By Lisa Seachrist

Washington Editor

WASHINGTON — The National Institutes of Health (NIH) does a good job setting its research priorities, but the Bethesda, Md.-based agency needs to make a greater effort to include the public in these decisions, an Institute of Medicine (IOM) report says.

The IOM is part of the National Academy of Sciences, which was authorized by Congress to conduct a study of NIH research spending.

The report maintains that while the decisions the NIH makes in allocating its $14 billion budget are scientifically sound, including more public input may improve the criteria for selecting research priorities and may make those priorities more widely accepted.

"Some of the public has concluded, incorrectly we believe, that NIH cares more about curiosity than cures, more about fundamental science than clinical application," said Leon Rosenberg, a Princeton University molecular biologist and chairman of the IOM committee that produced the report.

The IOM calls for more ordinary citizens on the NIH panels that determine research priorities and for an office of public liaison. In addition, the IOM's report suggests the NIH, in setting priorities, use more health data on the societal burdens of various diseases, and calls on the director to coordinate priorities and evaluate how well the agency adheres to them.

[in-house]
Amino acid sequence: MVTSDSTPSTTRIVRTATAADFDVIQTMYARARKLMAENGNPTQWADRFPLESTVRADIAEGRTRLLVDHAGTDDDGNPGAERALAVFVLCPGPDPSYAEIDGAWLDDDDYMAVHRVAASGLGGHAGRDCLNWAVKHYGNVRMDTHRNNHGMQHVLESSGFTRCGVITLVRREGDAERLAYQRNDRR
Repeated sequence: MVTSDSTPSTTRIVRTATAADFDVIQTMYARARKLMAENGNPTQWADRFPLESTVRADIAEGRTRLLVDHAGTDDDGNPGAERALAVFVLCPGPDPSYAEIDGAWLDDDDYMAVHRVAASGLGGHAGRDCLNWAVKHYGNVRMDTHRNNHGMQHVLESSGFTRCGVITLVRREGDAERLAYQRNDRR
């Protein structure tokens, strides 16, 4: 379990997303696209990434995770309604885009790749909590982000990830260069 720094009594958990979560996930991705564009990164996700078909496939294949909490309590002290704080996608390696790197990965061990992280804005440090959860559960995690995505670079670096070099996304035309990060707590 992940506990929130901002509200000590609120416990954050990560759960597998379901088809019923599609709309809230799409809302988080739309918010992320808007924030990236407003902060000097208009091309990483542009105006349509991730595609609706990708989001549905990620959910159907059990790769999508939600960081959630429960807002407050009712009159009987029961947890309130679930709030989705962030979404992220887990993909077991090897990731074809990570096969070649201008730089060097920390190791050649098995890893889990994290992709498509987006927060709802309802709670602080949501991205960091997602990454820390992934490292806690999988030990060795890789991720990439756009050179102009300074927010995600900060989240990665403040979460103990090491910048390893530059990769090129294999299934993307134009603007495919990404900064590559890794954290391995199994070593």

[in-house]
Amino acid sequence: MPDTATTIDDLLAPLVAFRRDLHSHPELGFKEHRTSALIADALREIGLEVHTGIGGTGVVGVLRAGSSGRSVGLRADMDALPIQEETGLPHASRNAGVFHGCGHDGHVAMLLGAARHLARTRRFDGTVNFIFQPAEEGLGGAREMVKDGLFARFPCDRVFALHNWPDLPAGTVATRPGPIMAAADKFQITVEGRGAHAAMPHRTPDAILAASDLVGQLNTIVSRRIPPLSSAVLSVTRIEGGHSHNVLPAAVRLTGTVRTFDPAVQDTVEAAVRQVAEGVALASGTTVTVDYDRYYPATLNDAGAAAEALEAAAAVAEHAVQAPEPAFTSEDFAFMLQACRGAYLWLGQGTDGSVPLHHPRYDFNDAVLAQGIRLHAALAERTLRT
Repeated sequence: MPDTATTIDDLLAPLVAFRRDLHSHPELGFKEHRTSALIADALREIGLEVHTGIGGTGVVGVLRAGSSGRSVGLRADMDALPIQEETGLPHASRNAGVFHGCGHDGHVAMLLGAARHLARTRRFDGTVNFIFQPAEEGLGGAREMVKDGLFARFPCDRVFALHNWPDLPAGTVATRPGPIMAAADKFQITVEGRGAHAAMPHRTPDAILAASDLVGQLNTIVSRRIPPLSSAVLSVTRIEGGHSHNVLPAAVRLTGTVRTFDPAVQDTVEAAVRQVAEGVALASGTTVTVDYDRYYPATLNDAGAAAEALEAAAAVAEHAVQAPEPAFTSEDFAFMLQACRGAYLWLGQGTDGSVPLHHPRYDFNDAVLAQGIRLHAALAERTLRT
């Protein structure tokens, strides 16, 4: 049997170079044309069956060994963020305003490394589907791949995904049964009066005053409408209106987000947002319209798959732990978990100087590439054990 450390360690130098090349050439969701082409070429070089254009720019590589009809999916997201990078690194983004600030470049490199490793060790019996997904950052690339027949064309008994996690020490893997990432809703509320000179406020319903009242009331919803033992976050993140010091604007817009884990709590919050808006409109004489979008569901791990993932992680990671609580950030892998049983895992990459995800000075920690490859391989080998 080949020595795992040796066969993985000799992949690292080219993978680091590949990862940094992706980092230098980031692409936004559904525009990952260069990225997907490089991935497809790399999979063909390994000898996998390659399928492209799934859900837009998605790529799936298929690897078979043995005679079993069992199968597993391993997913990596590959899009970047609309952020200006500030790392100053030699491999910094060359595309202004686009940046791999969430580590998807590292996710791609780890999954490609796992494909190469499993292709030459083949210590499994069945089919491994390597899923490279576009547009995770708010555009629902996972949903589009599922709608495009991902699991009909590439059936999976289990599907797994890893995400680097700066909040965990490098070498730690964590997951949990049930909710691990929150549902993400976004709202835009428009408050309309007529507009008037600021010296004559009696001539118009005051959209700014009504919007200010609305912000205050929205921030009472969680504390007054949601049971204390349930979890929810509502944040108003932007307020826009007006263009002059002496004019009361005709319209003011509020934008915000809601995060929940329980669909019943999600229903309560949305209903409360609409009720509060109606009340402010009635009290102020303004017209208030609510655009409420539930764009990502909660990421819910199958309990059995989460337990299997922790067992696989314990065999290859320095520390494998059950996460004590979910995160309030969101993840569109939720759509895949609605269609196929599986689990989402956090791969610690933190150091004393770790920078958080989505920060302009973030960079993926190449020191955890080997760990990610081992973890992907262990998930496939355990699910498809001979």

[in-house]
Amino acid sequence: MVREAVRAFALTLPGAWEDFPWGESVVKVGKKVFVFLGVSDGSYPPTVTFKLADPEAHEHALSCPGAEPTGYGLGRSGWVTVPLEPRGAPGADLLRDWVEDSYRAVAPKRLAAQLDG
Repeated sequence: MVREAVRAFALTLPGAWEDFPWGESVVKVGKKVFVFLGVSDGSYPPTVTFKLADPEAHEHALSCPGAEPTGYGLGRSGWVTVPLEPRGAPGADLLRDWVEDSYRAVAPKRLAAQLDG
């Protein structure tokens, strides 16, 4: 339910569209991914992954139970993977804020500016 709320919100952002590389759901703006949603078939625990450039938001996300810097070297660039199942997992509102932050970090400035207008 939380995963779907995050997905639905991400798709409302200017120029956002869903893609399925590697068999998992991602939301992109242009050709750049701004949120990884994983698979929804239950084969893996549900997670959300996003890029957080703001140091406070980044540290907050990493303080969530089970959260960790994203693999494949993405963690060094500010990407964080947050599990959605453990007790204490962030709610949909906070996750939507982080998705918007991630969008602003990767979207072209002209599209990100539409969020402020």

Research allocations by NIH have come under fire from advocacy groups and members of Congress for spending too much on some diseases and not enough on others.

The report notes that while many disease-specific advocacy groups have in the past sought an increase in overall funding for NIH — "the proverbial rising tide that lifts all boats" — AIDS activists and breast cancer activists have been extremely successful in achieving large increases in the NIH research budget for those diseases.

As a result, other advocacy groups have begun to use the same tactics, which the report says leads to the perception NIH funds research based on which advocacy groups are most active.

In fact, sometimes it has been Congress that has responded to disease-specific lobbying efforts. For example, the report points out that in 1993, Congress increased funding to the National Cancer Institute (NCI) by $28 million but in the process earmarked $77 million to fund breast, ovarian, cervical and prostate cancers as a result of advocacy pressure.

The NCI offset the discrepancy by cutting funding for basic research and research on leukemia, non-Hodgkin's lymphoma and cancers of the colon, bladder, kidney and brain. In addition, the NCI cut public education efforts and chemoprevention that year.

The report suggests the NIH hear such interest groups by including members on advisory panels.

"We certainly do not expect advocates for particular diseases to cease and desist because of this report," Rosenberg said. "But, if these recommendations are implemented, there will be a fairer and broader dialogue in which NIH will consider and respond to public input." *